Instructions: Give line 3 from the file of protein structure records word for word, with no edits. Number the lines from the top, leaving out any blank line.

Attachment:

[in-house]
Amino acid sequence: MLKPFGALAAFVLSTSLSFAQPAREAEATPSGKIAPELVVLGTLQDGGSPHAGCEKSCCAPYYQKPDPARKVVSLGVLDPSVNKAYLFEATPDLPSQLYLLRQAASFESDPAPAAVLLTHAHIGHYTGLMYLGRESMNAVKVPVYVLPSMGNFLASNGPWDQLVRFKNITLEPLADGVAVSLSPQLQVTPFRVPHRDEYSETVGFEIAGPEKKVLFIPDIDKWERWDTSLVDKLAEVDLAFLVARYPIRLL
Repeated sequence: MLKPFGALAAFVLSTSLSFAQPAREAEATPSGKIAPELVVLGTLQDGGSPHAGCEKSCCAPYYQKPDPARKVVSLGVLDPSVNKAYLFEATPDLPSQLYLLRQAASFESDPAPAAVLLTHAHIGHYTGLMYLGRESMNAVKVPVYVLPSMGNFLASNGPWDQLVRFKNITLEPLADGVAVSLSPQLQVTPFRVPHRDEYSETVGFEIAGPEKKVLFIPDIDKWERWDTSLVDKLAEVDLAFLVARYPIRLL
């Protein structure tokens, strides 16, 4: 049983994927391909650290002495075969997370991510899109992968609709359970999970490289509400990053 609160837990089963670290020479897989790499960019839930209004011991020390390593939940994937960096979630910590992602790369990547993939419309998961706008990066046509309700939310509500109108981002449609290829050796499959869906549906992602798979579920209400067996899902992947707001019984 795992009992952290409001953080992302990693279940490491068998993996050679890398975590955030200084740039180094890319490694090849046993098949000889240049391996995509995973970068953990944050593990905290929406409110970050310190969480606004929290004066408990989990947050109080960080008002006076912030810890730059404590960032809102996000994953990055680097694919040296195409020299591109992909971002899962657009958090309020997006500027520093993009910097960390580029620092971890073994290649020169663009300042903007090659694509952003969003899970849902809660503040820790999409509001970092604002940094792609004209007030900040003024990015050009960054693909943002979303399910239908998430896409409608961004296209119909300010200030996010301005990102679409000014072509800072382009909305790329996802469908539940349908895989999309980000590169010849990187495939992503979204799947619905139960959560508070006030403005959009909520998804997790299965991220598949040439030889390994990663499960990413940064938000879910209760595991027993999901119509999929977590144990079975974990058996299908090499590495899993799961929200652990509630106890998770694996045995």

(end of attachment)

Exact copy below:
Repeated sequence: MLKPFGALAAFVLSTSLSFAQPAREAEATPSGKIAPELVVLGTLQDGGSPHAGCEKSCCAPYYQKPDPARKVVSLGVLDPSVNKAYLFEATPDLPSQLYLLRQAASFESDPAPAAVLLTHAHIGHYTGLMYLGRESMNAVKVPVYVLPSMGNFLASNGPWDQLVRFKNITLEPLADGVAVSLSPQLQVTPFRVPHRDEYSETVGFEIAGPEKKVLFIPDIDKWERWDTSLVDKLAEVDLAFLVARYPIRLL